A group of students and I recently conducted a study of six major newspapers: The Winston-Salem Journal, The Greensboro News & Record, The Charlotte Observer, The News & Observer in Raleigh, The Wilmington StarNews, and The Fayetteville Observer. These are six major papers in major North Carolina cities all over the state, and as far as I know, fairly well respected.
The goal in the analysis was to look at the numerical distribution of government and politics articles against other kinds of articles. We looked at the numbers of different types of articles in nearly every edition over the course of two weeks.
Before I begin, here are the results of the overall study:
84 newspaper editions total
Local politics/govt stories: 336 (6.4%)
State politics/govt: 272 (5.1%)
National politics/govt: 569 (10.8%)
Sports: 1,432 (27.1%)
Other: 2,674 (50.6%)
Total articles: 5,283
Upon first glance: oh em gee, more than a fourth of our newspapers are about GAMES?! What a waste of our time! No wonder we're such an uninformed society! Less than a fourth of our information is about politics???
Except, I think there's a lot more to these numbers than is implied.
First, the sports thing: yes, there's a lot of about sports published every day. But keep in mind: there are simply a lot of sports that happen every single day. There's undoubtedly still many games that do not make it in to the paper because there's not enough room. There are simply a lot of things in sports that happen every single day, many of which are unexpected (precisely what makes something news), so it's natural that there are so many more sports stories.
Yes. They're games. Yes. That's silly. I personally have never followed sports, and have thus never honestly read sports stories unless it was required for a journalism class. But a lot of people do care about sports. They ARE news. They are a huge part of American culture. So it's really not that shameful that there are so many more sports stories than political stories. There's just a lot in sports that happens each day.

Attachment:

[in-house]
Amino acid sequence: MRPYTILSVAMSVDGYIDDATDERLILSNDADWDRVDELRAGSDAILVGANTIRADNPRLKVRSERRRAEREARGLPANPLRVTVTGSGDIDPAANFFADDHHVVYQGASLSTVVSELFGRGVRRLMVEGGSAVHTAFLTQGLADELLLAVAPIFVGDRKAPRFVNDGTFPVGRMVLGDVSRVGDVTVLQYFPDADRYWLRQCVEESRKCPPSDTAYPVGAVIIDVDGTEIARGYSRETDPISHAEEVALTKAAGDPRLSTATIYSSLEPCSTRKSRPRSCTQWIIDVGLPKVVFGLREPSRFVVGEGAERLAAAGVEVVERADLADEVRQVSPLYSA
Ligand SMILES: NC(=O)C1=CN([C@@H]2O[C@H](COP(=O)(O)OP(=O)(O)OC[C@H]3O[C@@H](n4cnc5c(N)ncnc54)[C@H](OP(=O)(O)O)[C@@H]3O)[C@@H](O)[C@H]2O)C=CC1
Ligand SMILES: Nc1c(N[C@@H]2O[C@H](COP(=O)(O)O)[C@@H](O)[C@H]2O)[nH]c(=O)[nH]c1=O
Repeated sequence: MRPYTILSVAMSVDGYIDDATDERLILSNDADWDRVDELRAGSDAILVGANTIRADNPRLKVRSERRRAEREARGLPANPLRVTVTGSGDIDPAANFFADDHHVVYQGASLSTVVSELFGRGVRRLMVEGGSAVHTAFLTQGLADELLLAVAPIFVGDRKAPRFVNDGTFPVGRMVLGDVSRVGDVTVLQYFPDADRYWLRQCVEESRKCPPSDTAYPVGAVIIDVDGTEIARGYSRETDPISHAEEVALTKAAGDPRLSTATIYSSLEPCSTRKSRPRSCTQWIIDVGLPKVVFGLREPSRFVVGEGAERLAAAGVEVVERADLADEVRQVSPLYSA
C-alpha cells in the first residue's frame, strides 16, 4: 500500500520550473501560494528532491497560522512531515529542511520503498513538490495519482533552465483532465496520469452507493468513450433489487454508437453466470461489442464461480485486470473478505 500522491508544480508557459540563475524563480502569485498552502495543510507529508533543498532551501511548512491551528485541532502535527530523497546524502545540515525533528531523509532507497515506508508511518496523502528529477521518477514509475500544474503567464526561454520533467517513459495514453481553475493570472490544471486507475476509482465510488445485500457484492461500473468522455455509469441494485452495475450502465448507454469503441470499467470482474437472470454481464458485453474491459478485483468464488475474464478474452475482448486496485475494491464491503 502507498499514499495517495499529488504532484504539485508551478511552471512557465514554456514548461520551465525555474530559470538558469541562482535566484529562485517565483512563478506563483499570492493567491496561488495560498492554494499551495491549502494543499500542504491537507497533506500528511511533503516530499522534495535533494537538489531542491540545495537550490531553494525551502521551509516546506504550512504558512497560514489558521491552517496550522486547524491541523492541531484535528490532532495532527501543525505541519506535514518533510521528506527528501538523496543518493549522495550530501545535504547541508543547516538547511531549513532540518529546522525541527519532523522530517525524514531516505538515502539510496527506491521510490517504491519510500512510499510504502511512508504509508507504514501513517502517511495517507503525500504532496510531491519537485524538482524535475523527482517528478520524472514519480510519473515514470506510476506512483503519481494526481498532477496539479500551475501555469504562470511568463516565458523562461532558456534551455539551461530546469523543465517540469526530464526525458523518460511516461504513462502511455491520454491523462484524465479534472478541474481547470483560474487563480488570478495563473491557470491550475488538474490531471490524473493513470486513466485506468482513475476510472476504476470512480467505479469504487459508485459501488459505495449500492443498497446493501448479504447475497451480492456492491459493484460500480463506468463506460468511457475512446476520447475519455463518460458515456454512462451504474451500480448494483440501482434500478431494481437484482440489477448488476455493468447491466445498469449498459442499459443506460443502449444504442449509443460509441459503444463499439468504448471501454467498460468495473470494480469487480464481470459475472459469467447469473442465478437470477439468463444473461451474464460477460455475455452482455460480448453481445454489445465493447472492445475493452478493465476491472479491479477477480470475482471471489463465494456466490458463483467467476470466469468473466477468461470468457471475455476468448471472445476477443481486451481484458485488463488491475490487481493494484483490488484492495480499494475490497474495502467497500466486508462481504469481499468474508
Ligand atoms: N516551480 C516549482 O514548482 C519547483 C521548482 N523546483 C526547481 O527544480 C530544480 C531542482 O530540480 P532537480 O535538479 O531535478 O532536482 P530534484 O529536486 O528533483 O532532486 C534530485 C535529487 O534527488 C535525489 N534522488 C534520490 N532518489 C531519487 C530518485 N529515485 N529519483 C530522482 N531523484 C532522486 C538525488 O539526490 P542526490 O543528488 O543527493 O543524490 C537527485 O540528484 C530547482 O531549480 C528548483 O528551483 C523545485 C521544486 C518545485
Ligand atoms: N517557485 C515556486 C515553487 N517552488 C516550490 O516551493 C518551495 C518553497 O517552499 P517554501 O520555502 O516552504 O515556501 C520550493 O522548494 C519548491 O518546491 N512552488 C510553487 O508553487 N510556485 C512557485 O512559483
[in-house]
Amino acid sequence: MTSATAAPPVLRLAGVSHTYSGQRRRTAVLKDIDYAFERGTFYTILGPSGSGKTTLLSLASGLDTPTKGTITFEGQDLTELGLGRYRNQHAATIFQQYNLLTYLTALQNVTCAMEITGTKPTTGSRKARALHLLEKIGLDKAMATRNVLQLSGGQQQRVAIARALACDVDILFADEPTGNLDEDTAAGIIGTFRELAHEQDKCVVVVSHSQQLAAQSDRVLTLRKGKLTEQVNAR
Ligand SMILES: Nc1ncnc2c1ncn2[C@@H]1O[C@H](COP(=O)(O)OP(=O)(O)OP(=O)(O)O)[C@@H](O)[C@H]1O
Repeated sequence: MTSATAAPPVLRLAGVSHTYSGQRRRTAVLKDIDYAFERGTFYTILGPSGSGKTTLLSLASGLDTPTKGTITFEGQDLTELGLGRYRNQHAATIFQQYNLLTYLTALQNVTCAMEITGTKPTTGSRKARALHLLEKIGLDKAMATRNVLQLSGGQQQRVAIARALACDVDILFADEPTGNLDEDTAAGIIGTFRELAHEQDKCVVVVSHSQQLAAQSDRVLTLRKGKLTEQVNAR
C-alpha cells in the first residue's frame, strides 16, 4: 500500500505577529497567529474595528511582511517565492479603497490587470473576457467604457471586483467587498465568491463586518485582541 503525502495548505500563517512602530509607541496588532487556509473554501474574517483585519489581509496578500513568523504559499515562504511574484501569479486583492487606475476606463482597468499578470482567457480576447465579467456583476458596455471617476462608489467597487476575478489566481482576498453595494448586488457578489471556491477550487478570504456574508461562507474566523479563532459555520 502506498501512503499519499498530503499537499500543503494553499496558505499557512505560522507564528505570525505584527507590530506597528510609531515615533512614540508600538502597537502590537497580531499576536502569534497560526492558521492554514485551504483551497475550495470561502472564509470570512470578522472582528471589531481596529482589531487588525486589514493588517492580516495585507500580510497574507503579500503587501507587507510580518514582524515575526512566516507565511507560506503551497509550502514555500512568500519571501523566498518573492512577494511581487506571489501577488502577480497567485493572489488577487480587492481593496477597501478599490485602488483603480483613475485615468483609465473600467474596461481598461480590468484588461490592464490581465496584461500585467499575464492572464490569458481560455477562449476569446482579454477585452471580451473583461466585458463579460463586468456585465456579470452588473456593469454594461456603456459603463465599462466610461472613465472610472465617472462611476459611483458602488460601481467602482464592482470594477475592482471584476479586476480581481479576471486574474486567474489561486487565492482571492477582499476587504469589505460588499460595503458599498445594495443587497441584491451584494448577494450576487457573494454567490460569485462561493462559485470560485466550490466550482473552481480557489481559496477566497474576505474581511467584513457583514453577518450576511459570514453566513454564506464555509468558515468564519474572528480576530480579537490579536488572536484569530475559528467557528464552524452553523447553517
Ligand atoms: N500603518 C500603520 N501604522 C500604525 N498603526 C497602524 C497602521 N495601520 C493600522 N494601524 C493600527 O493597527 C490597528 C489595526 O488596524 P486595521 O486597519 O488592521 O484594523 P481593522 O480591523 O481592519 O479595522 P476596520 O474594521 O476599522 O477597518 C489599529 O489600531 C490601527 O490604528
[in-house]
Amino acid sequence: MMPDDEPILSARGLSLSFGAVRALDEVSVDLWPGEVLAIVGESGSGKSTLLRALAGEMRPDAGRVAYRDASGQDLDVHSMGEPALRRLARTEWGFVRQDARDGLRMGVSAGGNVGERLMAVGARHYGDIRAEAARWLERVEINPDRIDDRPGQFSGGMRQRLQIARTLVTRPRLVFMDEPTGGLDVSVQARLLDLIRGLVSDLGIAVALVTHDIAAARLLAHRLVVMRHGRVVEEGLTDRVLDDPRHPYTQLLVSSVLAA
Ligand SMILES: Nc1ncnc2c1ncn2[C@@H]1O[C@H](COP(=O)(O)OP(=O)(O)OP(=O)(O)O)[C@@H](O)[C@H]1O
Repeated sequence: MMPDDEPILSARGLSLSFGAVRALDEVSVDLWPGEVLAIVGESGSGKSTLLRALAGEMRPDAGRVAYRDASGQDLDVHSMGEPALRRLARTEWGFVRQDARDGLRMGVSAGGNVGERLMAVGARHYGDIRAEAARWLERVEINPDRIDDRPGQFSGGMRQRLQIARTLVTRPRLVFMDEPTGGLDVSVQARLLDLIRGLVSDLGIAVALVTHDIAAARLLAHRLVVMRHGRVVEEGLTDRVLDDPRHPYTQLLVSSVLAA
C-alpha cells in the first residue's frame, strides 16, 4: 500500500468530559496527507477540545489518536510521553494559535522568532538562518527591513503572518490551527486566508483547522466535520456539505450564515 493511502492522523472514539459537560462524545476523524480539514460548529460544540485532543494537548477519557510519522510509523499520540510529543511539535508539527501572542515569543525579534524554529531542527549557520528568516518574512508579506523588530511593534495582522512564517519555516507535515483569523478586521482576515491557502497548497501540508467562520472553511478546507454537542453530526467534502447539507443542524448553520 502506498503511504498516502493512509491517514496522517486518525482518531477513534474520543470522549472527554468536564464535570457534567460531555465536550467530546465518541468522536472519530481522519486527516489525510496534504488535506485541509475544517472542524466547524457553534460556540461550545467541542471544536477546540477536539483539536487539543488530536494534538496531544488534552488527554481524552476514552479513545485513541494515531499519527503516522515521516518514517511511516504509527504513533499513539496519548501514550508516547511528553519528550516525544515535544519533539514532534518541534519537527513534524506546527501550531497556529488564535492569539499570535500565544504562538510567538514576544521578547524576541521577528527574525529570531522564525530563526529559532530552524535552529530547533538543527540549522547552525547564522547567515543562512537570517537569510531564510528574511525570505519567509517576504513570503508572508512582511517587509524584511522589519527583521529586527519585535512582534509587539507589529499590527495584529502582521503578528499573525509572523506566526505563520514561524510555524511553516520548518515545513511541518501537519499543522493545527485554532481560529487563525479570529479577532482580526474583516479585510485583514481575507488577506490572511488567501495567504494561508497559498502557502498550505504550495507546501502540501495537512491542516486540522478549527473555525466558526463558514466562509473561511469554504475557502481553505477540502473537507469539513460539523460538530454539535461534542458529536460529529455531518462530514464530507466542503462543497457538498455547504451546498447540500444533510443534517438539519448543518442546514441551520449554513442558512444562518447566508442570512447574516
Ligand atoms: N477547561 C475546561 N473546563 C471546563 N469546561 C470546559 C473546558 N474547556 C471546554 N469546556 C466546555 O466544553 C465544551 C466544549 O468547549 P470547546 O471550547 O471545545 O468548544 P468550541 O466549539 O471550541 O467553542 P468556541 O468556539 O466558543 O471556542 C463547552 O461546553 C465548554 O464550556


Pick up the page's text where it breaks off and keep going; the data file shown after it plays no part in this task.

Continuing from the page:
And true, maybe these papers only contain 22 percent political news. But there's a lot more to be being an informed citizen than knowing the latest political American government news. Take business journalism for instance--there were several articles on economy and businesses and other things related. I doubt anyone would say that this is not a legitimate part of society that would not be important to being informed. But all these articles went into "other."
International politics, which can have a lot to do with and sometimes greatly affect American politics, also went into "other," but are greatly important to being informed.
In fact, I would venture a guess to say that if a newspaper distribution study was done on "things important to being an informed citizen" and "things not important to being an informed citizen," these results would be a lot less depressing.
There is one great tragedy in these results, though. Only 6.4 percent of news were about local politics. Almost 11 percent were national news. What?
It's not surprising. National news always get the bigger headlines. But it shouldn't be that way. City and county politics will almost always affect you more than national news will. It's quite unfortunate that the local story and national story numbers aren't reversed.